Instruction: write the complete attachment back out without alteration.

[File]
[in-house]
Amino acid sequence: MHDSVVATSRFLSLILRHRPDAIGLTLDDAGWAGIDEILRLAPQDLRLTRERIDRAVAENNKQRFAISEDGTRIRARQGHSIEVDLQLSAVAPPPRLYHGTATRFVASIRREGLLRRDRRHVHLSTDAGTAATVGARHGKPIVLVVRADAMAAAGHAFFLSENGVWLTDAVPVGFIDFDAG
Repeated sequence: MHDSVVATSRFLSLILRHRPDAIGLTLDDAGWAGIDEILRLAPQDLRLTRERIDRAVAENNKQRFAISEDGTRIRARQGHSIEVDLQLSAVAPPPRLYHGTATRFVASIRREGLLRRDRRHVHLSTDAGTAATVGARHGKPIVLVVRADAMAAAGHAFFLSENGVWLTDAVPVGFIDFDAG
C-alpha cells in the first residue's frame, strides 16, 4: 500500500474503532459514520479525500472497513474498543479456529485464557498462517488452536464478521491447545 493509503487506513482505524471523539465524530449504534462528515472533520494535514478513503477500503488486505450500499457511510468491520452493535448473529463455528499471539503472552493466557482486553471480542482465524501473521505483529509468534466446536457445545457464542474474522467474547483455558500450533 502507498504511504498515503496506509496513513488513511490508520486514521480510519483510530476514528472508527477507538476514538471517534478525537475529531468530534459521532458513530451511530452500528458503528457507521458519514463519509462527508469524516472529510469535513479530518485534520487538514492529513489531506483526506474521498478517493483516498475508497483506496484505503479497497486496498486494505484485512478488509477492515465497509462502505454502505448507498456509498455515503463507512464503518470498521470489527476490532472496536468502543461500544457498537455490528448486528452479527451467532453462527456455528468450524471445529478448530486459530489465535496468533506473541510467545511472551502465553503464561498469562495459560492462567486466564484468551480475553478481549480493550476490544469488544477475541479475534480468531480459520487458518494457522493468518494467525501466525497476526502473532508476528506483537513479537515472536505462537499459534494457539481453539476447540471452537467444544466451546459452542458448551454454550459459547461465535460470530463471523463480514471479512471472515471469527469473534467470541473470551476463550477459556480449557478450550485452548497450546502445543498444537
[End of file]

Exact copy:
[in-house]
Amino acid sequence: MHDSVVATSRFLSLILRHRPDAIGLTLDDAGWAGIDEILRLAPQDLRLTRERIDRAVAENNKQRFAISEDGTRIRARQGHSIEVDLQLSAVAPPPRLYHGTATRFVASIRREGLLRRDRRHVHLSTDAGTAATVGARHGKPIVLVVRADAMAAAGHAFFLSENGVWLTDAVPVGFIDFDAG
Repeated sequence: MHDSVVATSRFLSLILRHRPDAIGLTLDDAGWAGIDEILRLAPQDLRLTRERIDRAVAENNKQRFAISEDGTRIRARQGHSIEVDLQLSAVAPPPRLYHGTATRFVASIRREGLLRRDRRHVHLSTDAGTAATVGARHGKPIVLVVRADAMAAAGHAFFLSENGVWLTDAVPVGFIDFDAG
C-alpha cells in the first residue's frame, strides 16, 4: 500500500474503532459514520479525500472497513474498543479456529485464557498462517488452536464478521491447545 493509503487506513482505524471523539465524530449504534462528515472533520494535514478513503477500503488486505450500499457511510468491520452493535448473529463455528499471539503472552493466557482486553471480542482465524501473521505483529509468534466446536457445545457464542474474522467474547483455558500450533 502507498504511504498515503496506509496513513488513511490508520486514521480510519483510530476514528472508527477507538476514538471517534478525537475529531468530534459521532458513530451511530452500528458503528457507521458519514463519509462527508469524516472529510469535513479530518485534520487538514492529513489531506483526506474521498478517493483516498475508497483506496484505503479497497486496498486494505484485512478488509477492515465497509462502505454502505448507498456509498455515503463507512464503518470498521470489527476490532472496536468502543461500544457498537455490528448486528452479527451467532453462527456455528468450524471445529478448530486459530489465535496468533506473541510467545511472551502465553503464561498469562495459560492462567486466564484468551480475553478481549480493550476490544469488544477475541479475534480468531480459520487458518494457522493468518494467525501466525497476526502473532508476528506483537513479537515472536505462537499459534494457539481453539476447540471452537467444544466451546459452542458448551454454550459459547461465535460470530463471523463480514471479512471472515471469527469473534467470541473470551476463550477459556480449557478450550485452548497450546502445543498444537